Luke Fischer ran down the floor, grimacing in pain after just hitting the deck with authority. The Marquette big man, sporting a knee brace, slowly took his time to get set during overtime of the Golden Eagles’ 72-68 loss to the Butler Bulldogs on Saturday afternoon.
Fatigue started to set in for Fischer as he was on his way to accumulating 41 minutes of playing time. He appeared slow boxing out to grab a rebound and was beat off the ball countless times late in the game.
Nobody was going to blame the sophomore transfer for having the wear-and-tear of a grueling game take it’s toll on his body. In his first season in the Big East, Fischer has been slow to adjust to the physicality of the conference.
Fischer’s late lapses in judgment, which resulted in Andrew Chrabascz recording a career-high 30 minutes for Butler, was not the only story-line that involved a Marquette big man.
Steve Taylor Jr. was once again non-existent in a game that the Golden Eagles suffered from a clear height disadvantage.
When talking about Taylor not making his presence felt during games, the discussion usually centers around him not making the most out of the minutes he is given. He gets tossed around in the post and fails to consistently execute the array of post moves in his arsenal.
Taylor has recorded double digits only on four occasions this season; a year in which he was expected to finally get over the metaphorical hump thanks in part because of the changing of the guard at the upper levels of the basketball program.
It was well-publicized how much Taylor and former Marquette head coach Buzz Williams did not get along. To say their relationship was toxic would be an understatement.
Taylor clearly did not like the limited playing time he was given his first two seasons—especially after all the strenuous rehab he has had to endure—and he made his opinion known on countless occasions.
Fast forward to this season and Taylor expressed the confidence he had that head coach Steve Wojciechowski would give him the chance he believed he rightfully deserved. On media day Taylor ran out of adjectives to use to describe the promising relationship he had with his new head coach.
On Saturday, with Fischer obviously hurting and in desperate need of a breath, Taylor played a total of four minutes. Four minutes.
This Marquette team prides itself on being #eightstrong. In games against rugged opponents like Butler, Wojo has to utilize every single scholarship body on his bench. No excuses. Marquette does not stand a chance against Nebraska-Omaha let alone Butler when they have to rely on a six or seven man rotation.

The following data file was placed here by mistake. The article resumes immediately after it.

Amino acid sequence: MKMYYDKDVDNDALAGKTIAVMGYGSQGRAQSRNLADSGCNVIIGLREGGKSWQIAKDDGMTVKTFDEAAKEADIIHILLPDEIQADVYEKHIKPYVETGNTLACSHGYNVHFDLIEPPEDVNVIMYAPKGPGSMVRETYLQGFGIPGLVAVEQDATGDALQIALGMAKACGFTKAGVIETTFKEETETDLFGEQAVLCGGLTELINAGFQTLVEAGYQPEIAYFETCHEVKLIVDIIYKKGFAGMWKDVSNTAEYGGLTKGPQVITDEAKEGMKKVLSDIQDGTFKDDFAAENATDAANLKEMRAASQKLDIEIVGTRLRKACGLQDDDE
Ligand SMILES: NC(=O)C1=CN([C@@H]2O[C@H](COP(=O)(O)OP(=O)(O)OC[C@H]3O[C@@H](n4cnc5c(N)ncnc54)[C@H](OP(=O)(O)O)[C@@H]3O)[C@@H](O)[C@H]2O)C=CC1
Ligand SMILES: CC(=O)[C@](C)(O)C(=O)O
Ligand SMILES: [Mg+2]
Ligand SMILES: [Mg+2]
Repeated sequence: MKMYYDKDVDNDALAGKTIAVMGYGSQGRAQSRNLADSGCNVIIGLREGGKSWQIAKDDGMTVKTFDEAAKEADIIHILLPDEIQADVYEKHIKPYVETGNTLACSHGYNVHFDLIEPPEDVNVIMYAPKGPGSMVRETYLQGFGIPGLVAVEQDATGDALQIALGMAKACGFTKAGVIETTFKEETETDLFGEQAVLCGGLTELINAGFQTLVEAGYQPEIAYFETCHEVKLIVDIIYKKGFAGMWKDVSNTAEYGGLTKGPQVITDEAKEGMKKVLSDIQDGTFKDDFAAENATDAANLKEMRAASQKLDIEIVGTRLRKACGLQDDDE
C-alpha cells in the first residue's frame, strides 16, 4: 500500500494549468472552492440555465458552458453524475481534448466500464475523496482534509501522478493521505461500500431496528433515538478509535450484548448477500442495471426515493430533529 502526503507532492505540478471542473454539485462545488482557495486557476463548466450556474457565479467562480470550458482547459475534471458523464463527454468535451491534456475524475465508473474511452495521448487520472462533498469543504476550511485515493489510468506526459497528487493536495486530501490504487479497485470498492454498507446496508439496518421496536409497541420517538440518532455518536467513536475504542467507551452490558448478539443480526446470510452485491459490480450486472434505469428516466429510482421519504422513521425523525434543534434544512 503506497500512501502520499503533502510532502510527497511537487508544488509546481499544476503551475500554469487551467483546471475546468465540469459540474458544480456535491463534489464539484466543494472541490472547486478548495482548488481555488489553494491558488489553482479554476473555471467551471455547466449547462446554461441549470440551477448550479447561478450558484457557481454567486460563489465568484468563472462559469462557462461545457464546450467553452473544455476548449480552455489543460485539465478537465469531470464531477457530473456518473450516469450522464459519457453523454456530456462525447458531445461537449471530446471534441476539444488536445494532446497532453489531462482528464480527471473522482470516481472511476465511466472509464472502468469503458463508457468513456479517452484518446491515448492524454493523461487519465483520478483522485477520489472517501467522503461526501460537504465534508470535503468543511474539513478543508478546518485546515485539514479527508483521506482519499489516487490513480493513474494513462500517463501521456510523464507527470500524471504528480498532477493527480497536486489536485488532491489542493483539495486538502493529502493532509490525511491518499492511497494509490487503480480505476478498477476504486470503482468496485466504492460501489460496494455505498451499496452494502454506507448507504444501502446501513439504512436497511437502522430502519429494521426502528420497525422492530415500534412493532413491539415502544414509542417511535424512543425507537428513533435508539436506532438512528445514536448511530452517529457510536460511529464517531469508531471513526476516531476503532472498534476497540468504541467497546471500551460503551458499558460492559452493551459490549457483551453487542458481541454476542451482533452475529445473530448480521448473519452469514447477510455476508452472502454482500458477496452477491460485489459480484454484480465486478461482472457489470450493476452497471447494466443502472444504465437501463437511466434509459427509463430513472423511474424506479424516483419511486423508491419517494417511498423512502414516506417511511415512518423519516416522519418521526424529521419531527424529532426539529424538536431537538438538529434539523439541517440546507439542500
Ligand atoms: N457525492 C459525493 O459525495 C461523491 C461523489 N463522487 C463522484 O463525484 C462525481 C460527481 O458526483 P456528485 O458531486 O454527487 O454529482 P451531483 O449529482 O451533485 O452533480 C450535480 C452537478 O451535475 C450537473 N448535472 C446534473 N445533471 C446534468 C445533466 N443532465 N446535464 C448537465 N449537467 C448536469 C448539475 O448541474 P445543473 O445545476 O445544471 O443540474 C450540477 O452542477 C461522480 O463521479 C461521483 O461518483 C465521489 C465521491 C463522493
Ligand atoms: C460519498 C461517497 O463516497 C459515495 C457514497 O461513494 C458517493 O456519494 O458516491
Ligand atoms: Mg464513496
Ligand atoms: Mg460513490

Now there could be a reason for Taylor’s lack of minutes that Wojo is failing to disclose.
Maybe his legs have completely given out on him. Maybe he has not been competing in practice the way in which Wojo wants to see—similar to Jajuan Johnson a couple weeks ago.
Taylor has gone from one of the key fixtures on a Golden Eagle team to a player getting lost in the shuffle. Especially with Henry Ellenson projected to start right away next season, Taylor will see his minutes cut even more next year.
The junior believed he could be the go-to post presence when he came to Milwaukee three years ago. Now, Taylor will probably end his Marquette career next year, the same place he started it, coming off the bench.
Time will tell why the Steve Taylor Jr era never was what many thought it would be. This is not a personal knock on the man. His upbeat personality and candor with the media is a welcome change from what many have to experience in the industry. He has played through devastating injuries that would have sidelined most athletes. If personality and work ethic were the only factors of success than Tim Tebow would be a future Hall of Fame quarterback. As it relates to Taylor, the cards were never stacked in his favor.
It will be interesting to see what happens with Taylor moving forward. Is enough finally enough? Will he seek out a different school for his senior year; maybe one that he will finally receive steady minutes?
Even with impressive games such as the one against Ohio State earlier this year, those performances are few and far between. The overall consensus on Taylor is that he has never been able to thrive in situations he has had no control over. If he cannot receive ample playing time on a height depleted lineup, when will he ever get his chance in Milwaukee?
It is time to realistically think that he might look elsewhere for a chance to showcase his talents. Marquette was just not the right fit from the start.